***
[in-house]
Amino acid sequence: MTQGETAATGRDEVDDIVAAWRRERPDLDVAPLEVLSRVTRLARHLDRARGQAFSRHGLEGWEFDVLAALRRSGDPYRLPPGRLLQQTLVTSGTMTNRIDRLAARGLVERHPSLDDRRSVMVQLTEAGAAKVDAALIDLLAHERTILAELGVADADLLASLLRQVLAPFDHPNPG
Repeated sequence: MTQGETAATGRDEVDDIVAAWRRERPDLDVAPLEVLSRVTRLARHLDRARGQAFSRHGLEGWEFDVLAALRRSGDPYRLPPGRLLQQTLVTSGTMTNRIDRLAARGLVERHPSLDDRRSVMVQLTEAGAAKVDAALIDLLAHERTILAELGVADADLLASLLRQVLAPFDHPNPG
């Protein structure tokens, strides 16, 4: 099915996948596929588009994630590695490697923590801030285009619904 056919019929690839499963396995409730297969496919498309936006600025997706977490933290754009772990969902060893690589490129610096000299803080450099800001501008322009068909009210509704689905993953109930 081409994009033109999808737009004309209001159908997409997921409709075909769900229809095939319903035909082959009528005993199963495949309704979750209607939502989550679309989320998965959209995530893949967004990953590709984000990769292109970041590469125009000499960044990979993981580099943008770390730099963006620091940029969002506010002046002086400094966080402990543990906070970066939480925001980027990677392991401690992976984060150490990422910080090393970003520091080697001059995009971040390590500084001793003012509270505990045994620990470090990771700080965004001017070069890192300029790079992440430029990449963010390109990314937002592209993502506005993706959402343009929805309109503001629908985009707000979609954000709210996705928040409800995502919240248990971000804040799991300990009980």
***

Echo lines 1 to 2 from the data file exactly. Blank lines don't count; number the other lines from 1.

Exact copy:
[in-house]
Amino acid sequence: MTQGETAATGRDEVDDIVAAWRRERPDLDVAPLEVLSRVTRLARHLDRARGQAFSRHGLEGWEFDVLAALRRSGDPYRLPPGRLLQQTLVTSGTMTNRIDRLAARGLVERHPSLDDRRSVMVQLTEAGAAKVDAALIDLLAHERTILAELGVADADLLASLLRQVLAPFDHPNPG